At least two locations in Jerusalem claim to be the Upper Room: the place where Jesus shared his last supper with his disciples, and where the gift of the Eucharist was first shared. One of those locations is called the Cenacle. It is the better known of the two, outside the ancient city wall, on Mount Zion. The other is to be found in the Armenian Quarter of the Old City, where one of the winding, walled streets makes a dogleg of a turn, not too far from the Church of the Holy Sepulcher. A sign announces that you are approaching Saint Mark’s Convent. Passing through the entrance and the outer courtyard, you go through another set of doors into a small, ornate church, at the back of which is a narrow staircase that leads to the Upper Room.
Except the stairs here don’t lead up; they go down. Everything in Jerusalem is built on the ruins of something older. The old Syriac church of Saint Mark is built on the ruins of an older church, an older structure that was destroyed at least once, about 70 AD in the Roman sack of Jerusalem. Older versions of Jerusalem lie buried beneath the current version – which looks plenty old to me – and so a faithful visitor must now go down a set of stairs to enter the Upper Room.
There is a certain cognitive dissonance to this experience that is hard to escape. It’s not just that there is almost nothing about the windowless, plain room that suggests it is a holy place; that there are almost no signs and little feeling of sanctity to the place; that the modern electric lights - Home Depot-style, faux-crystal fixtures that are wired to the ceiling - rob the space of any ambiance. There is something wrong with the idea of walking downstairs to get to the Upper Room. You simply feel that you cannot be going to the same place that Jesus and his disciples went. It feels more like you are entering a kind of M.C.Escher drawing, in which stairs that seem to lead down actually lead up. But this cannot be.
Indeed, it cannot be. And the very name for the kind of structures that Escher drew – for instance, stairs that appear to lead down but also go up– the name for this is an “impossible object.”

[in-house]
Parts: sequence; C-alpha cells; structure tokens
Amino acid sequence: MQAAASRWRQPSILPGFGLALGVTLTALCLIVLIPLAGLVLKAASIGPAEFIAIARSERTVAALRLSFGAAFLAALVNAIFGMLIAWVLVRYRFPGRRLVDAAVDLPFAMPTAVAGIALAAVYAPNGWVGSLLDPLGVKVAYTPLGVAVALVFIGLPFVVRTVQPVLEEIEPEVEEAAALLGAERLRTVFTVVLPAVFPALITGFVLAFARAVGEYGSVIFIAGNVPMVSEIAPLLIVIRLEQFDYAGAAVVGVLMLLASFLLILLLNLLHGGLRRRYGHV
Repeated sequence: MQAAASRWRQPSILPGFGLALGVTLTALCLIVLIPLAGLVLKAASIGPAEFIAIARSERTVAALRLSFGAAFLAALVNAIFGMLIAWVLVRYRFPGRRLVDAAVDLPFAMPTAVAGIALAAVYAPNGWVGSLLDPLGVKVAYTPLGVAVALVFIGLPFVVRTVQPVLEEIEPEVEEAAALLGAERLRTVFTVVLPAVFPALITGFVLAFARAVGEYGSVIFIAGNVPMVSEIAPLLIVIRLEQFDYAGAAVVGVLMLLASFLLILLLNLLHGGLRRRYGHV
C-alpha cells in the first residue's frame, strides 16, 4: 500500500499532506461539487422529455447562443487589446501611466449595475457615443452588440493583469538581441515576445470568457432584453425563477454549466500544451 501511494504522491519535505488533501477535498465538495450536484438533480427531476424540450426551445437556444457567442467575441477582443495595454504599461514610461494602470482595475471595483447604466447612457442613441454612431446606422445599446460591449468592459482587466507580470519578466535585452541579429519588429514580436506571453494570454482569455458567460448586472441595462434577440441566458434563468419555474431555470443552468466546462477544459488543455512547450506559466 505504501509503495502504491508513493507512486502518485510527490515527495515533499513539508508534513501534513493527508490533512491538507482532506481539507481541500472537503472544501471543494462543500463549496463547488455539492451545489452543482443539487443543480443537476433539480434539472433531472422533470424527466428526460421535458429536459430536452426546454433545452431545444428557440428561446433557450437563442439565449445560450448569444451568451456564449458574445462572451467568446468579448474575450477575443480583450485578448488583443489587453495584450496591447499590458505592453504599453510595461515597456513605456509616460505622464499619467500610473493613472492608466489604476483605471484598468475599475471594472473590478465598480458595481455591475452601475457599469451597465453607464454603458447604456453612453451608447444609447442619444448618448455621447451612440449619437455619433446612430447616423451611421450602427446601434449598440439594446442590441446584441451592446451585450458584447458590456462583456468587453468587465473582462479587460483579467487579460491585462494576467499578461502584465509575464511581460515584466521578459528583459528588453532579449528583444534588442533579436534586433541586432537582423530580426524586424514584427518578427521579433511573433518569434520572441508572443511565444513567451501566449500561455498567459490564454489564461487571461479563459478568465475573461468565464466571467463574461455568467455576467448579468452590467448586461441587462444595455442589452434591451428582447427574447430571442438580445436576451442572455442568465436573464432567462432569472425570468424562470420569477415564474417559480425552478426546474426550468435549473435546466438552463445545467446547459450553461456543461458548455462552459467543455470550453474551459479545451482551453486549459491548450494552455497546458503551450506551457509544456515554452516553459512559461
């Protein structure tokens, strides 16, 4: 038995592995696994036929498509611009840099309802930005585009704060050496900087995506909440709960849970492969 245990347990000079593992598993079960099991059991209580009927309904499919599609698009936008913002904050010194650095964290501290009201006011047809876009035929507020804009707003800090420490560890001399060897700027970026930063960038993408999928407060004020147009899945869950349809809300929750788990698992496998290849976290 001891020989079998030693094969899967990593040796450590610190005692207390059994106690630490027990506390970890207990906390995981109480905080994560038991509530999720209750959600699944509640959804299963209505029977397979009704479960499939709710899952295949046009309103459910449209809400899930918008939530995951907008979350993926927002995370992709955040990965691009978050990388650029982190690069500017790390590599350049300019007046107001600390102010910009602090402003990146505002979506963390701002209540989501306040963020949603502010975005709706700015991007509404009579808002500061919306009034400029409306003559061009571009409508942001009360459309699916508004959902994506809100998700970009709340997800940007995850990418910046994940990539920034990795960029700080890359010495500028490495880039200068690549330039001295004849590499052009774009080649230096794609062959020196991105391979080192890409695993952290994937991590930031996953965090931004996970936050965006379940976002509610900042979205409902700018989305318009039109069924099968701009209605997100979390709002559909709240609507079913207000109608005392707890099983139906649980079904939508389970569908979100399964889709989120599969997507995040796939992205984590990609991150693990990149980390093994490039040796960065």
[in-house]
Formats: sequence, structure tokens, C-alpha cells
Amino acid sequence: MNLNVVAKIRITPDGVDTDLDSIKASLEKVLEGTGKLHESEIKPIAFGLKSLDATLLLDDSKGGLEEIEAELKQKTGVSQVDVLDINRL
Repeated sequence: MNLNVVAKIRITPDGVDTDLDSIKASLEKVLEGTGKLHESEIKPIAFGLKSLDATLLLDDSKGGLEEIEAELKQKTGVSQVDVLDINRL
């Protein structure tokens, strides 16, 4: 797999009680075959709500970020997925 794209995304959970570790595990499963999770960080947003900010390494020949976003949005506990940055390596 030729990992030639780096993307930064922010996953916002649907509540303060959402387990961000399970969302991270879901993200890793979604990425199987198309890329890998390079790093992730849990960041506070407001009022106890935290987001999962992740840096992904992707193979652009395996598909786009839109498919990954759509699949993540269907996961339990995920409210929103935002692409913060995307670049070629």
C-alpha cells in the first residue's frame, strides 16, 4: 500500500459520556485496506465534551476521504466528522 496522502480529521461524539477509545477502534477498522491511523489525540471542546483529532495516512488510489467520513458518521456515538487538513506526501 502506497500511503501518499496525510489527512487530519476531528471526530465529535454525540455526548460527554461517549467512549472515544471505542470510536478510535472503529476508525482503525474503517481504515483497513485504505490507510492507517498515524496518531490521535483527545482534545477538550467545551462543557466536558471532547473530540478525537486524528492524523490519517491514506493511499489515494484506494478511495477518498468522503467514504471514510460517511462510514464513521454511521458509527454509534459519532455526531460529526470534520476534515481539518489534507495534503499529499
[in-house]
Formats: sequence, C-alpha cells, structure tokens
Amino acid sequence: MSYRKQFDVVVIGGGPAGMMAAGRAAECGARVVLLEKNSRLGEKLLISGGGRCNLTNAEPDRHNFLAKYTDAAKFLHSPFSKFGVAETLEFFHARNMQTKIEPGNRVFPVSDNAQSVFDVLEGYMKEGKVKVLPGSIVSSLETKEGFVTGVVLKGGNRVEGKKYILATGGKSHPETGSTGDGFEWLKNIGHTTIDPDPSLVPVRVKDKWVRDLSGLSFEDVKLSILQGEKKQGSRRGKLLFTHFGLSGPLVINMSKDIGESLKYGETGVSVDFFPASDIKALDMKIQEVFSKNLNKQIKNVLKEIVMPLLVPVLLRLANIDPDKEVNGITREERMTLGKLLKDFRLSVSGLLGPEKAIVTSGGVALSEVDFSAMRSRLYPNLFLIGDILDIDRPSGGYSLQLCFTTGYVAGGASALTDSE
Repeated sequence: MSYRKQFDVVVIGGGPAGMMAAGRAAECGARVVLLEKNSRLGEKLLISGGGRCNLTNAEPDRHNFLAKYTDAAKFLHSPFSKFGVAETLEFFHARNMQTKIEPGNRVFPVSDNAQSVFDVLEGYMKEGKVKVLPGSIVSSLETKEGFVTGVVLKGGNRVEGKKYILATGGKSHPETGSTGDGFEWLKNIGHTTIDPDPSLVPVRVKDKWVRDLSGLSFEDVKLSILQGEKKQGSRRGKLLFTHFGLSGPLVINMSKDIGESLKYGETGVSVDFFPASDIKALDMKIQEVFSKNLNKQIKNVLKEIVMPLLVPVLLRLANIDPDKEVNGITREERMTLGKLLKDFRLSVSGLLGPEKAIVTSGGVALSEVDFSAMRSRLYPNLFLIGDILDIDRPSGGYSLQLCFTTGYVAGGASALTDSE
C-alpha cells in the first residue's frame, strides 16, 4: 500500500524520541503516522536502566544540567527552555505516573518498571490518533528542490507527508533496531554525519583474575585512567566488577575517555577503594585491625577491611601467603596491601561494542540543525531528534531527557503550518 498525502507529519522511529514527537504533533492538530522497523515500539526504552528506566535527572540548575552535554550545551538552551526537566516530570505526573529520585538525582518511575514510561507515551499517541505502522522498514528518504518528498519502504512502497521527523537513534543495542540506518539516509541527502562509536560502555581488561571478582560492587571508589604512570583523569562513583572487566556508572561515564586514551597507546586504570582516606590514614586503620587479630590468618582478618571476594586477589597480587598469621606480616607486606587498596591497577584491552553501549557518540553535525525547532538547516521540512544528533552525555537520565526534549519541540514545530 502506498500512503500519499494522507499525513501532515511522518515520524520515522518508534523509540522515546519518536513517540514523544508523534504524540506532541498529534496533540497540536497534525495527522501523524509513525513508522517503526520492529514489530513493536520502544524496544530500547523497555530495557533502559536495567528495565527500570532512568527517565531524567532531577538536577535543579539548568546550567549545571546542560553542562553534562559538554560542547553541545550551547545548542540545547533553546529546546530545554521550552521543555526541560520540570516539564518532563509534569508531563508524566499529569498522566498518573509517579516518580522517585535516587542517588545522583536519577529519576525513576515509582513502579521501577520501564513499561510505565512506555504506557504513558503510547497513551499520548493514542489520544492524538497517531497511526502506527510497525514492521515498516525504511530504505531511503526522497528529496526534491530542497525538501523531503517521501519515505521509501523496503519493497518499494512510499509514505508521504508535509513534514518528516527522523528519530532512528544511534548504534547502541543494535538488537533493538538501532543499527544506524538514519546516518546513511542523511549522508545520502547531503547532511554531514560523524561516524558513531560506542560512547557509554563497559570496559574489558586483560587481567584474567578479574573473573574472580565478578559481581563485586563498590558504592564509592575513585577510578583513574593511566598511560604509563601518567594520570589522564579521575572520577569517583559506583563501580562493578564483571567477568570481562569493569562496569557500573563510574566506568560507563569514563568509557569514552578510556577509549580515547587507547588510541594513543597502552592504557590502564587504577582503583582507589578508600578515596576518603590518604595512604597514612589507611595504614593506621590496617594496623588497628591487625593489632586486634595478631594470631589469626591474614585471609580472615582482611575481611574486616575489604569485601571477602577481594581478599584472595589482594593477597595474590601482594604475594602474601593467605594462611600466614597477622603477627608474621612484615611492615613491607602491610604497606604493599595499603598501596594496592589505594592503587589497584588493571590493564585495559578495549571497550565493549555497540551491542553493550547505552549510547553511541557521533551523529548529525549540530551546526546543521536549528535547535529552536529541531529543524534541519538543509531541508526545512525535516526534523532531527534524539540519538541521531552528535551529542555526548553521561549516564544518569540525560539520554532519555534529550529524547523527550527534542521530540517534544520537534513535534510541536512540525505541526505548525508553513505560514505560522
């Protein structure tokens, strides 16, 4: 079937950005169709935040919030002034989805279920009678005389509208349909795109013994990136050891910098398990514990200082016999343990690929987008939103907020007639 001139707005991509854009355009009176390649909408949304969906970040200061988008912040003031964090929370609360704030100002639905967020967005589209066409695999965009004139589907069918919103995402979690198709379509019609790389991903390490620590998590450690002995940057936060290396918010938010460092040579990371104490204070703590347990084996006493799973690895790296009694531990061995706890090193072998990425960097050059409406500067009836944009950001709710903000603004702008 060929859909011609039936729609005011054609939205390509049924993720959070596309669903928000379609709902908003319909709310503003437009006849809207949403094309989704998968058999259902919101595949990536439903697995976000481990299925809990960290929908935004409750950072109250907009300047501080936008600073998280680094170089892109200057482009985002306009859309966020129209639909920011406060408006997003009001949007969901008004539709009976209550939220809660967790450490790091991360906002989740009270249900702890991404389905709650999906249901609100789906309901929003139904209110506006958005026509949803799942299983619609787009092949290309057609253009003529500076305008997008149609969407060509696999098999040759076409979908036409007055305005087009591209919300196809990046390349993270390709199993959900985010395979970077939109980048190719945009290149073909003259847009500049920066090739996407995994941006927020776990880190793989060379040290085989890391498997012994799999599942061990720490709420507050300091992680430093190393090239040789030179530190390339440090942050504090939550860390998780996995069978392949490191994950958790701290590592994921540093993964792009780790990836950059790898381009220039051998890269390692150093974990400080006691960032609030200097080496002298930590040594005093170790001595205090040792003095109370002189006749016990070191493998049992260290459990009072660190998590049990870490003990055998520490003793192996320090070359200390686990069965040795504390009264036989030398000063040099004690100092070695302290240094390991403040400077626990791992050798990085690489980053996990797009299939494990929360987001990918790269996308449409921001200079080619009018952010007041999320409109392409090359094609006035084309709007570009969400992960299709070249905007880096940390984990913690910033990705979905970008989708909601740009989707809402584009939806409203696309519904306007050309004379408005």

An impossible object is a 2-dimensional representation that the viewer perceives instantly as a projection of a 3-dimenstional object, although it is not actually geometrically possible for such an object to exist in real space. Imagine, if you can, those images Escher drew of staircases that seem to lead a person in any and every conceivable direction: up, down, over, and under. In isolation, any one section of the drawing seems to make sense, but at the connecting points, somehow things go awry, even though it’s hard to say why. Look at the whole, picture, though, and you can see that there is no up, down, or sideways to it; no clear orientation to ground the viewer; no way to say what’s up and what is down. An explanation of impossible objects tells us that “in most cases the impossibility becomes apparent after viewing the figure for a few seconds. However, the initial impression [of possibility] remains even after it has been contradicted.”
All of which leads me to wonder about the Upper Room of tonight’s gospel. Not just about the precise location of it in Jerusalem, but about what took place there, about the gift that we are told was given, the commandment that was delivered, the example that was made, the lesson we are meant to learn from tonight’s gospel. Having once walked down a set of stairs to reach the Upper Room, I find myself wondering if the Upper Room is an impossible object? Are the lessons this gospel seeks to teach us impossible objects? And if they are, would that mean that the bread and the wine – those crucial gifts of tonight’s celebration – are also impossible objects?
Or more precisely: the Body and Blood of Jesus that Christians have believed for two millennia are hidden beneath the forms of bread and wine – are these impossible objects that we have allowed ourselves to perceive in such a way that they could not actually exist? And do we cling to the initial impression of what these elements are, even after that impression has been contradicted by a vast array of evidence in the world?
To put it another way: Is the church’s teaching about tonight – that Jesus gave us the gift of his Real Presence in the bread and the wine of the Last Supper, and that when we pray the prayers, and say the words, and believe with our hearts the things we must pray and say and believe, then he is really, truly among us – is all this just a staircase leading downstairs into a supposedly Upper Room? A story, whose cognitive dissonance can only be resolved with a willful ignorance, sometimes called faith?
To much of the world, this is how what we do tonight, and every day of the year here at Saint Mark’, looks: like a bunch of people who have been duped into believing that you can walk downstairs to get to the Upper Room; that an Impossible Object is actually the Real Thing. But what we must remember about tonight is this: that tonight’s Eucharist has been built on the ruins of older Eucharists. One Mass is built on the bricks of many masses that came before it, even if those bricks were left only for rubble before.